imp at bsdimp.com
Fri Aug 9 03:15:21 EDT 2013
On Aug 7, 2013, at 3:32 PM, Rob Seaman wrote:
> The actual title is rather less dramatic: "How the Leap Second Led Facebook to Build DCIM Tools". The take-away comment from the Facebook Site Operations VP:
> “The number of cabinets brought down was not significant enough for it to impact our users.”
Based on my experience over the last 8 or so leap days, they don't bring down any servers, let alone multiple cabinets. The only leap year bug I can recall that got a lot of press was the Zune one, and since nobody bought a zone, its impact was tiny :)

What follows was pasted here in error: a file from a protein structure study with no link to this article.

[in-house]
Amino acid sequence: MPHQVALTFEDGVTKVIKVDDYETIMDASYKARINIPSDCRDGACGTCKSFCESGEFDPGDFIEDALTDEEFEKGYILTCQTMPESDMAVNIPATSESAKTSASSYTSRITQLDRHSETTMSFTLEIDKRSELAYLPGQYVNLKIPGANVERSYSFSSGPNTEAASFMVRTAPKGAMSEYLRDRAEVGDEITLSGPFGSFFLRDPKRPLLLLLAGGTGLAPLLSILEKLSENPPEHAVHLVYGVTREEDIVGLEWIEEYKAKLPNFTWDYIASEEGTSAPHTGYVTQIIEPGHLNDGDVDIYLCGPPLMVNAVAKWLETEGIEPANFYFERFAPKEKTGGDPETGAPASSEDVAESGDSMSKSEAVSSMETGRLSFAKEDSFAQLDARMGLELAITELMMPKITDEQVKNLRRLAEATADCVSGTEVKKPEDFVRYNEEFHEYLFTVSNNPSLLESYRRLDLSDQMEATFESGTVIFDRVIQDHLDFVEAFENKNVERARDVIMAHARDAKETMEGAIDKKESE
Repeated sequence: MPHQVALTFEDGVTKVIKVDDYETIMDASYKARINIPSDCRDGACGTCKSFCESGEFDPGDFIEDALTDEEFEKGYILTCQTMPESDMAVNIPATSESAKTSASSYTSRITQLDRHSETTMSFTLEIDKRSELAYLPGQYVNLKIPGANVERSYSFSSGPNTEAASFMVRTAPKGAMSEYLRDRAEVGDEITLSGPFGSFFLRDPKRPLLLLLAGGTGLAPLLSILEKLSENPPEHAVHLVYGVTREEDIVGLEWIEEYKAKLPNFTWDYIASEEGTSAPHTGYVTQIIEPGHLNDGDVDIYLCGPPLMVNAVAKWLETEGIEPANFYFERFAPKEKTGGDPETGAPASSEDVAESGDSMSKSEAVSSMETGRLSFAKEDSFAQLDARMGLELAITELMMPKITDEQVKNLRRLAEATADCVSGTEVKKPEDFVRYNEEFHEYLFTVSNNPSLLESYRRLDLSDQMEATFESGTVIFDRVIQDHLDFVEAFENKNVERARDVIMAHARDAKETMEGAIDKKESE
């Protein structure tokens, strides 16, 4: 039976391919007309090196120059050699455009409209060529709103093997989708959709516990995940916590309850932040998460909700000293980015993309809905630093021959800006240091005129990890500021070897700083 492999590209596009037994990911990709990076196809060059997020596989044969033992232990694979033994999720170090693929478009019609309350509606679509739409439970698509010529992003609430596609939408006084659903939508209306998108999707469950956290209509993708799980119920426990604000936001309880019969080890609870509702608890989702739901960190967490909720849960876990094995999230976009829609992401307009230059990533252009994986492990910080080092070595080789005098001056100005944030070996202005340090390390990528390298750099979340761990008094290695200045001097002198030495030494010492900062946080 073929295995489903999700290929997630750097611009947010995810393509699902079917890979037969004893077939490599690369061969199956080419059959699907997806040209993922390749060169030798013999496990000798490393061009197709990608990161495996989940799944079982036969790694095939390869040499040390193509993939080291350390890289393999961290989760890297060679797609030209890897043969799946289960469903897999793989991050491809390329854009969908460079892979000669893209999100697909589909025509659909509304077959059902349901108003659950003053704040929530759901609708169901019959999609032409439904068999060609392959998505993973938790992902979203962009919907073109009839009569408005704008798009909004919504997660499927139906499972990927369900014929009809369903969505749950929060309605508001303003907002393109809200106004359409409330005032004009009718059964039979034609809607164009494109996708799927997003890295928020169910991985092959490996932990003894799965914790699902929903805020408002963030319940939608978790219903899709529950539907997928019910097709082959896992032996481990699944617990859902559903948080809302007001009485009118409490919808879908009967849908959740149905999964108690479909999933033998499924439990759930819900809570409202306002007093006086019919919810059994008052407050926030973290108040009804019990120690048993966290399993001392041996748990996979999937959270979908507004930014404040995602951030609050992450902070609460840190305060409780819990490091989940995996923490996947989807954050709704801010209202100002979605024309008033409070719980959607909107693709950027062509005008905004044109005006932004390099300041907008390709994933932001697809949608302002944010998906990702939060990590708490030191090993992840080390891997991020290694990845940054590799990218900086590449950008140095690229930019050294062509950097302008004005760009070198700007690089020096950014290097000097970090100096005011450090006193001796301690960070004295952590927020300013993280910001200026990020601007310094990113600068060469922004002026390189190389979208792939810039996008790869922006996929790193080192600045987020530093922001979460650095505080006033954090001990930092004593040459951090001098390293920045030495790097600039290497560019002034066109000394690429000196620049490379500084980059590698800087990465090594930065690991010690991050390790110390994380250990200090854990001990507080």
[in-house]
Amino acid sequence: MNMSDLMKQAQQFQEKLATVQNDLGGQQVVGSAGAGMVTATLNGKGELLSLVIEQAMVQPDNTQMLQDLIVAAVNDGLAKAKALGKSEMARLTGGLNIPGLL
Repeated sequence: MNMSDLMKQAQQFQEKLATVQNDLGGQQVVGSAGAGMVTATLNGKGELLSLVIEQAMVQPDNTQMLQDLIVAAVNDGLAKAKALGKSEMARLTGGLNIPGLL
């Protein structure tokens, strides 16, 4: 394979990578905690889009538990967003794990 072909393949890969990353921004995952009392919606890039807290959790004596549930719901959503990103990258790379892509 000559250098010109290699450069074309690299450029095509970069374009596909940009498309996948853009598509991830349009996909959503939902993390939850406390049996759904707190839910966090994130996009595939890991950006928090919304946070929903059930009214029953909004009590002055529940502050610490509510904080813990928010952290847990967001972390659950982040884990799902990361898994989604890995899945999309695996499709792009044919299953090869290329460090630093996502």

Yet in each of the last few leap seconds, there have been some measurable consequences that elevate it beyond any leap day snafus I've seen. Why should leap seconds cause so much more collateral damage?
One can only conclude that the leap day standard has been well understood and well implemented for the past few hundred years in most of the world, while the leap second standards and rules have been poorly implemented and there's poor confidence by large users such as Facebook in their vendor's ability to implement this standard well enough to obviate the need for extra monitoring. Facebook hasn't gone off and implemented a special monitoring system to ensure its systems get leap days right....
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